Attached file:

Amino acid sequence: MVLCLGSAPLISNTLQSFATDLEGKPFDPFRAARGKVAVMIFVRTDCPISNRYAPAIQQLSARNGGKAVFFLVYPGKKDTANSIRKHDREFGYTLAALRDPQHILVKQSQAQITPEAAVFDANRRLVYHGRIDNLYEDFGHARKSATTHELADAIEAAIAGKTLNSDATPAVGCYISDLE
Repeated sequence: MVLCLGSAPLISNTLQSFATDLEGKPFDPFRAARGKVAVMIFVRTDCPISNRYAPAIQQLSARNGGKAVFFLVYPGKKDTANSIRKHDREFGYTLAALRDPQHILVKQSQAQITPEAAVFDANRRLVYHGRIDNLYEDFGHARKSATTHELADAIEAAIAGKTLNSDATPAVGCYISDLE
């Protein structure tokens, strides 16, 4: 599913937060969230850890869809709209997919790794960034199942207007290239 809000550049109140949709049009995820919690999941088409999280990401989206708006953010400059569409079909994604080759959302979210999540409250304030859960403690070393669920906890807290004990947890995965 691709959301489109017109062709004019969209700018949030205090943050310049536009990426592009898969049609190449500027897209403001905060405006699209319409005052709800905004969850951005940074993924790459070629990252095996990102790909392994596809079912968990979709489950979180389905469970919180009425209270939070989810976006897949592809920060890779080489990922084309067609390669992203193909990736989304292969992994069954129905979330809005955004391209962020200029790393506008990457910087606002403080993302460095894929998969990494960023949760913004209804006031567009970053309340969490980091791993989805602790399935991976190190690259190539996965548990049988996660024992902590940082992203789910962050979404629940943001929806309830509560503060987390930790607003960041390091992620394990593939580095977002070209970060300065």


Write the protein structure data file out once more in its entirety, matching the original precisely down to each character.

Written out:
Amino acid sequence: MVLCLGSAPLISNTLQSFATDLEGKPFDPFRAARGKVAVMIFVRTDCPISNRYAPAIQQLSARNGGKAVFFLVYPGKKDTANSIRKHDREFGYTLAALRDPQHILVKQSQAQITPEAAVFDANRRLVYHGRIDNLYEDFGHARKSATTHELADAIEAAIAGKTLNSDATPAVGCYISDLE
Repeated sequence: MVLCLGSAPLISNTLQSFATDLEGKPFDPFRAARGKVAVMIFVRTDCPISNRYAPAIQQLSARNGGKAVFFLVYPGKKDTANSIRKHDREFGYTLAALRDPQHILVKQSQAQITPEAAVFDANRRLVYHGRIDNLYEDFGHARKSATTHELADAIEAAIAGKTLNSDATPAVGCYISDLE
């Protein structure tokens, strides 16, 4: 599913937060969230850890869809709209997919790794960034199942207007290239 809000550049109140949709049009995820919690999941088409999280990401989206708006953010400059569409079909994604080759959302979210999540409250304030859960403690070393669920906890807290004990947890995965 691709959301489109017109062709004019969209700018949030205090943050310049536009990426592009898969049609190449500027897209403001905060405006699209319409005052709800905004969850951005940074993924790459070629990252095996990102790909392994596809079912968990979709489950979180389905469970919180009425209270939070989810976006897949592809920060890779080489990922084309067609390669992203193909990736989304292969992994069954129905979330809005955004391209962020200029790393506008990457910087606002403080993302460095894929998969990494960023949760913004209804006031567009970053309340969490980091791993989805602790399935991976190190690259190539996965548990049988996660024992902590940082992203789910962050979404629940943001929806309830509560503060987390930790607003960041390091992620394990593939580095977002070209970060300065």